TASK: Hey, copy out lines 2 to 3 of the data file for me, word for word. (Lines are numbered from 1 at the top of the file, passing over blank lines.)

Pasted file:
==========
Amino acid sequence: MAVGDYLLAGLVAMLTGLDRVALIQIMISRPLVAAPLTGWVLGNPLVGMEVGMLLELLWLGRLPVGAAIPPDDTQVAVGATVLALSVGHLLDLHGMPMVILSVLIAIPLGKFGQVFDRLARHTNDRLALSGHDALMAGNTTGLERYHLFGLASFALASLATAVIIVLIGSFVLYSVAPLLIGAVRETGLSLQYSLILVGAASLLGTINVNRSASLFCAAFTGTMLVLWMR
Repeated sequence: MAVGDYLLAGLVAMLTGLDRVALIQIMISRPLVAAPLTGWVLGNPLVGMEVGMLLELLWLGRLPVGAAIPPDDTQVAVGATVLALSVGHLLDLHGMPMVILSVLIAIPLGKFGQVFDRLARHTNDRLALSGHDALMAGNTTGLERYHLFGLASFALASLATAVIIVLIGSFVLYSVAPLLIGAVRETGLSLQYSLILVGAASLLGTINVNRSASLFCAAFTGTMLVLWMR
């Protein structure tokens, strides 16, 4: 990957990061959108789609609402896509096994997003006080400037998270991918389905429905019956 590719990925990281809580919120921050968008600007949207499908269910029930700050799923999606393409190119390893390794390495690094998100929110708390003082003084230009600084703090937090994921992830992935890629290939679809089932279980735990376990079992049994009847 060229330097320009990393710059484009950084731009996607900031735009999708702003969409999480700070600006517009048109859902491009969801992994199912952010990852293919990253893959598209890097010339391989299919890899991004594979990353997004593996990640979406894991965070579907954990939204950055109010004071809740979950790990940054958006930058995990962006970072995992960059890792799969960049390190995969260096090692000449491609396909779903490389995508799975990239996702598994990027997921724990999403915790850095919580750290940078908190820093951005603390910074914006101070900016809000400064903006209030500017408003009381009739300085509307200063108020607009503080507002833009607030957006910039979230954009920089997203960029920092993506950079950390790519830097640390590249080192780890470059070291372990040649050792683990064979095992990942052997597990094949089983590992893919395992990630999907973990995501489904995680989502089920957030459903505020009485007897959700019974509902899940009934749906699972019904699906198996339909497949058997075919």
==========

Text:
Repeated sequence: MAVGDYLLAGLVAMLTGLDRVALIQIMISRPLVAAPLTGWVLGNPLVGMEVGMLLELLWLGRLPVGAAIPPDDTQVAVGATVLALSVGHLLDLHGMPMVILSVLIAIPLGKFGQVFDRLARHTNDRLALSGHDALMAGNTTGLERYHLFGLASFALASLATAVIIVLIGSFVLYSVAPLLIGAVRETGLSLQYSLILVGAASLLGTINVNRSASLFCAAFTGTMLVLWMR
């Protein structure tokens, strides 16, 4: 990957990061959108789609609402896509096994997003006080400037998270991918389905429905019956 590719990925990281809580919120921050968008600007949207499908269910029930700050799923999606393409190119390893390794390495690094998100929110708390003082003084230009600084703090937090994921992830992935890629290939679809089932279980735990376990079992049994009847 060229330097320009990393710059484009950084731009996607900031735009999708702003969409999480700070600006517009048109859902491009969801992994199912952010990852293919990253893959598209890097010339391989299919890899991004594979990353997004593996990640979406894991965070579907954990939204950055109010004071809740979950790990940054958006930058995990962006970072995992960059890792799969960049390190995969260096090692000449491609396909779903490389995508799975990239996702598994990027997921724990999403915790850095919580750290940078908190820093951005603390910074914006101070900016809000400064903006209030500017408003009381009739300085509307200063108020607009503080507002833009607030957006910039979230954009920089997203960029920092993506950079950390790519830097640390590249080192780890470059070291372990040649050792683990064979095992990942052997597990094949089983590992893919395992990630999907973990995501489904995680989502089920957030459903505020009485007897959700019974509902899940009934749906699972019904699906198996339909497949058997075919």